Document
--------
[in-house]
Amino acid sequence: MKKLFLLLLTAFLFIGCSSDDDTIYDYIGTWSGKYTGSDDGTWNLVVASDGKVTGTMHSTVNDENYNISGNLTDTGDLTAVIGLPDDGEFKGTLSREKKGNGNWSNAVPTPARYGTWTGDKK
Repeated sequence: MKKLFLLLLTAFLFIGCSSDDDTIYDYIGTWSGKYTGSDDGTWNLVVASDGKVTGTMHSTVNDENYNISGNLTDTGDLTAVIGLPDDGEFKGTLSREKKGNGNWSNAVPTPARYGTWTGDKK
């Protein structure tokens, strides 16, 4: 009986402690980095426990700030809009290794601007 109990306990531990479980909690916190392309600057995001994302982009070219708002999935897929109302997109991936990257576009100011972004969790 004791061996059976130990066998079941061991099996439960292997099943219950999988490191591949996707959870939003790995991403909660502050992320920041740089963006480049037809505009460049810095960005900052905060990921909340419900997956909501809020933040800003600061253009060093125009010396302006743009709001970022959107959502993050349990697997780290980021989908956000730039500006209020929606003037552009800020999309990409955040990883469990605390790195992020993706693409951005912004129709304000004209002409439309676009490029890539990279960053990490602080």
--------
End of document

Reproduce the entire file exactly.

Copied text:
[in-house]
Amino acid sequence: MKKLFLLLLTAFLFIGCSSDDDTIYDYIGTWSGKYTGSDDGTWNLVVASDGKVTGTMHSTVNDENYNISGNLTDTGDLTAVIGLPDDGEFKGTLSREKKGNGNWSNAVPTPARYGTWTGDKK
Repeated sequence: MKKLFLLLLTAFLFIGCSSDDDTIYDYIGTWSGKYTGSDDGTWNLVVASDGKVTGTMHSTVNDENYNISGNLTDTGDLTAVIGLPDDGEFKGTLSREKKGNGNWSNAVPTPARYGTWTGDKK
């Protein structure tokens, strides 16, 4: 009986402690980095426990700030809009290794601007 109990306990531990479980909690916190392309600057995001994302982009070219708002999935897929109302997109991936990257576009100011972004969790 004791061996059976130990066998079941061991099996439960292997099943219950999988490191591949996707959870939003790995991403909660502050992320920041740089963006480049037809505009460049810095960005900052905060990921909340419900997956909501809020933040800003600061253009060093125009010396302006743009709001970022959107959502993050349990697997780290980021989908956000730039500006209020929606003037552009800020999309990409955040990883469990605390790195992020993706693409951005912004129709304000004209002409439309676009490029890539990279960053990490602080």